The motive of this assignment is to discuss how law, ethics and elements of professional practice have influenced care and professional judgements within this case study. A critical analysis approach will be adapted with the main focus on ethical principles and also reflecting on elements of law and professional practices. The main source of the care intervention will be focusing on maintaining confidentiality in relation to patient’s personal information, and the handling of patient’s information in a way that does not breach confidentiality. Within the context inter-professional collaboration and how the impact a different professional perspective may bring will be explored. The privacy of patients’ will be respected, pseudonym will be used to give a fictitious name to protect the identities of those involved, this is acknowledgement with the nursing and midwifery council (NMC, 2018). The Human Rights Act (1998) also states to respect people’s rights to privacy and personal information. In this case study the patient will be identified as Elsie.
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This is a case presentation of a 76-year-old lady Elsie, who visited day case surgery for an elective procedure to have a corticosteroid injection in to her joints due to an ongoing back problem. She is a widow who lives alone. She was a factory worker and has been retired for the last 12 years. She has a medical history of C.O.P.D. and arthritis. COPD foundation (N.D) details Chronic Obstructive Pulmonary Disease (COPD) is used to describe progressive lung diseases which are recognised by accumulative breathlessness. Arthritis foundation (N.D) describes arthritis as an informal way of referring to joint pain or joint disease. She is independent with abilities to do activities in her daily life but is occasionally limited by her long-term condition arthritis and is currently cared for by the pain management clinic for the last few months.
To begin Elsie’s care experience on a surgical ward she was introduced to the author, the author was supervised by a trained nurse. On admission the author went over Elsie’s medical paperwork which consisted of her personal details, this was done by carrying confirmation of consent, identity checks and medical history before her surgery. The author also took Elsie’s clinical observation pre and post operatively.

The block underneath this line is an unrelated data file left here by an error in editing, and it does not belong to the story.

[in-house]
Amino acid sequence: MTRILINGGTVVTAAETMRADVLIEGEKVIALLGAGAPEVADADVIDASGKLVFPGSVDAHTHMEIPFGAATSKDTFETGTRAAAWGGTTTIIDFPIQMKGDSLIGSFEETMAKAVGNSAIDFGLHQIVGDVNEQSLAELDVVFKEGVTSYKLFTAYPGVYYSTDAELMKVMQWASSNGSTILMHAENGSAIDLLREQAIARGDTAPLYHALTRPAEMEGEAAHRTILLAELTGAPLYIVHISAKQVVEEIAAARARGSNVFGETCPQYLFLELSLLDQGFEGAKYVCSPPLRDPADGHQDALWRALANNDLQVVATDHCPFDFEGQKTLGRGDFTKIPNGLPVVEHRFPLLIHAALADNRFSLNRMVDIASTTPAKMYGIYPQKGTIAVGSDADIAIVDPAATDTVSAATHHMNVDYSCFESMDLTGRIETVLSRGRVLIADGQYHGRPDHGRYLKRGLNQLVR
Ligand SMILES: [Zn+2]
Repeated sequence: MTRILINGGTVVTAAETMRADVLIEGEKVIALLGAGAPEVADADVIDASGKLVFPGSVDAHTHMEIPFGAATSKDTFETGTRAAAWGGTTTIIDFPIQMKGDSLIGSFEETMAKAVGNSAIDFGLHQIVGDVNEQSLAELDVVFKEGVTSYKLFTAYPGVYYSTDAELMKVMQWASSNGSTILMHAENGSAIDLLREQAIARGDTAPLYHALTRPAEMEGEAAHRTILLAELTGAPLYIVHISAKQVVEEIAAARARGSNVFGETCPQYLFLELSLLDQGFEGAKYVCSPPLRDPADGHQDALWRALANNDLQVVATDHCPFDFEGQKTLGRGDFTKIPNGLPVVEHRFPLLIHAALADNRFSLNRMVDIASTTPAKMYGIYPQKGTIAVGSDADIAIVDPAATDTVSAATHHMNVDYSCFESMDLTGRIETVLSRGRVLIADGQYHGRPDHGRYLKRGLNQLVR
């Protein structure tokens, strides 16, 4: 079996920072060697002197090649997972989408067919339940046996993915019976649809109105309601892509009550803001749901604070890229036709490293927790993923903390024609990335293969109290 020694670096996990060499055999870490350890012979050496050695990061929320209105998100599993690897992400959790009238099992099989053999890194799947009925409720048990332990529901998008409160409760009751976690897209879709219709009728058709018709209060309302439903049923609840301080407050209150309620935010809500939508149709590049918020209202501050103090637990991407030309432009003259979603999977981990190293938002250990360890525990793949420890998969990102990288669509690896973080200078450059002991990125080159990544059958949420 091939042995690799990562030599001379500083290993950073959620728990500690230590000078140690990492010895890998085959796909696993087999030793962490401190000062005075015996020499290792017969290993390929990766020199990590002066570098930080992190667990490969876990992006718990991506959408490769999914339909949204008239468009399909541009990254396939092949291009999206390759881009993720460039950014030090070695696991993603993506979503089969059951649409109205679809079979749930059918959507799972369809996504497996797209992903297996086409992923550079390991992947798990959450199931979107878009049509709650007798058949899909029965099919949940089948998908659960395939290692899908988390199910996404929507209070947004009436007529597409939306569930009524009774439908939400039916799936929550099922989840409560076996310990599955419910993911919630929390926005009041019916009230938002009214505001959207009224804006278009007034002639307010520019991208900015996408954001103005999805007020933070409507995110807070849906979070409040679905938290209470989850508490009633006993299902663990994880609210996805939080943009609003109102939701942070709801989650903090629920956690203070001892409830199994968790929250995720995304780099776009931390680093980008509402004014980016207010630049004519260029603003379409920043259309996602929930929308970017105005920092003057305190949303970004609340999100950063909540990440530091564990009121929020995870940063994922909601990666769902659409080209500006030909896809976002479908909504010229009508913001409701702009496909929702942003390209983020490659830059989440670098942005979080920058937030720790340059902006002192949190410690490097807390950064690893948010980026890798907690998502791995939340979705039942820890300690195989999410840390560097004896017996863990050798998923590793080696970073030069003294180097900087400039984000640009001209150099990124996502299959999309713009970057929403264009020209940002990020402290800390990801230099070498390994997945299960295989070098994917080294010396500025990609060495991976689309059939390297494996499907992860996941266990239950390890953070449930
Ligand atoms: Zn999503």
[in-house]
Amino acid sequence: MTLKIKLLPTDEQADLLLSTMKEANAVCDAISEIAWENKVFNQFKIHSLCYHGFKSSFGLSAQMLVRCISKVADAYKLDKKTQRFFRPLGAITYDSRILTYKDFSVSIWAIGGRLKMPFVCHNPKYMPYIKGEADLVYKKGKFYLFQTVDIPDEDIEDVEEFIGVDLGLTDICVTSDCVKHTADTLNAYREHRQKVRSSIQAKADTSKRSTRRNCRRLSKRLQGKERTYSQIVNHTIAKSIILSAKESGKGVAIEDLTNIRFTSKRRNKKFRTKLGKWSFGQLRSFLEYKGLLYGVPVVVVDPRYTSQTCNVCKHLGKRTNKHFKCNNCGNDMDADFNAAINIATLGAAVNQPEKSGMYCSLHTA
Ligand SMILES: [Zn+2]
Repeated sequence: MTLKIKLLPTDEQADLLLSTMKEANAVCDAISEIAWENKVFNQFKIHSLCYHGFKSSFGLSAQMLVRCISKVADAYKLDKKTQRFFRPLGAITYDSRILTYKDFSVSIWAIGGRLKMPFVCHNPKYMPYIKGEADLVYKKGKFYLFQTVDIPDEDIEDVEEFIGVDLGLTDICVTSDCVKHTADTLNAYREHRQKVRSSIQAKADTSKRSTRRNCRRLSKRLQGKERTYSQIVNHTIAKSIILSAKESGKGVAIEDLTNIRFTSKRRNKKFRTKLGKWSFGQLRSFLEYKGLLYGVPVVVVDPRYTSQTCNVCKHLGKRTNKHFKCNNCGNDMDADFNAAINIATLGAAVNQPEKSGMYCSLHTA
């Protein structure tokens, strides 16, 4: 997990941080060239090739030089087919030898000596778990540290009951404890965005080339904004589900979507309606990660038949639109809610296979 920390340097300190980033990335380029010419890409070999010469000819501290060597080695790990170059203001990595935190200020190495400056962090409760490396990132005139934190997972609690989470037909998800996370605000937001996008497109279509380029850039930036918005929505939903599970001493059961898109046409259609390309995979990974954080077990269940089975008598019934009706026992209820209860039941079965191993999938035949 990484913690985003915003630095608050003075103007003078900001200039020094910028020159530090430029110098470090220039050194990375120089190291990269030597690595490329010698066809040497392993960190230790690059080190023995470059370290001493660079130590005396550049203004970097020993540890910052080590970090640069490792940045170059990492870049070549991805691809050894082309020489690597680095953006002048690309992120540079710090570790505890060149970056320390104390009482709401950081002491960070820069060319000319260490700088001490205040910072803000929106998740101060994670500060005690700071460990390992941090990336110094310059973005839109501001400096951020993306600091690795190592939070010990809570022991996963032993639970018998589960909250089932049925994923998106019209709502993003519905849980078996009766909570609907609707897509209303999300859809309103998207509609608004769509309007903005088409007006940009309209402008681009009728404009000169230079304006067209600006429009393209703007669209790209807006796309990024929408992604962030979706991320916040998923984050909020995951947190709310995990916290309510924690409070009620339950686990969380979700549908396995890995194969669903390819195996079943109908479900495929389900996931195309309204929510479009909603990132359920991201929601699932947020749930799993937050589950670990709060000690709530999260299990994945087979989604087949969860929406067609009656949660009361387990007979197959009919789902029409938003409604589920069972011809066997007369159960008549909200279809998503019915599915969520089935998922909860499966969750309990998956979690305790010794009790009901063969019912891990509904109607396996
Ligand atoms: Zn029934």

Saunders (2016) expresses in the health care setting, that confidentiality means restricting the circulation of patient’s information with the agreement to protect information shared between a patient and a provider, unless explicit permission is given to share that information. General medical council (GMC) (2018) for doctors state it is a crucial part in confidentiality to preserve trust and it is also a matter of legal and ethical safeguards. In support of this Winters (2013) states the duty to safeguard patients confidentiality and information is a statutory and ethical feature all healthcare professionals should have. In the circumstance of Elsie’s care the author had to use critical decision making and have a understanding how actions can have an negative and positive effect on Elsie’s physical and mental welfare. With this in mind it is advised by the NMC (2018) to draw special care to encouraging well-being, and averting ill health. It is important for author to have an understanding of these principles and be able to apply them in to practice.
Buka (2015) writes ethics is based on classifying what is deemed in human behaviour as righteous and unrighteous. Adjoining on to Buka (2015) an interpretation from Griffith and Tengnah (2017) suggest ethics as the study of what is acceptable and unacceptable in human nature in regards to the way they conduct themselves. Deontology theories of ethics insist that the means must justify the end (Barrow and Khandhar, 2019). It states that some rights must not be violated even if it may produce the greatest overall good. Utilitarianism, on the other hand is an ethical theory of moral principles which states that the moral act is one, which produces the greatest amount of benefits over harms for everyone involved (Gallagher and Hodge, 2012).Historically the approach that utilitarian emphasis is the premise of doing things based on the greater good for the greater mass of people (Edwards, 1996).In other words it means to overall diminish suffering and upsurge happiness for the greatest number of people, an example of utilitarian reasoning in the case of Elsie, would consist of letting Elsie suffer to benefit 5 patients, so if having to choose minimizing the loss of life would be considered .
The standard theoretical framework which is used to analyse ethical situations in nursing practice is the biomedical principles of ethics by Beauchamp and Childress (2013). Almost all episodes of care encompasses of the four ethical principles: autonomy, non-maleficence, beneficence and justice.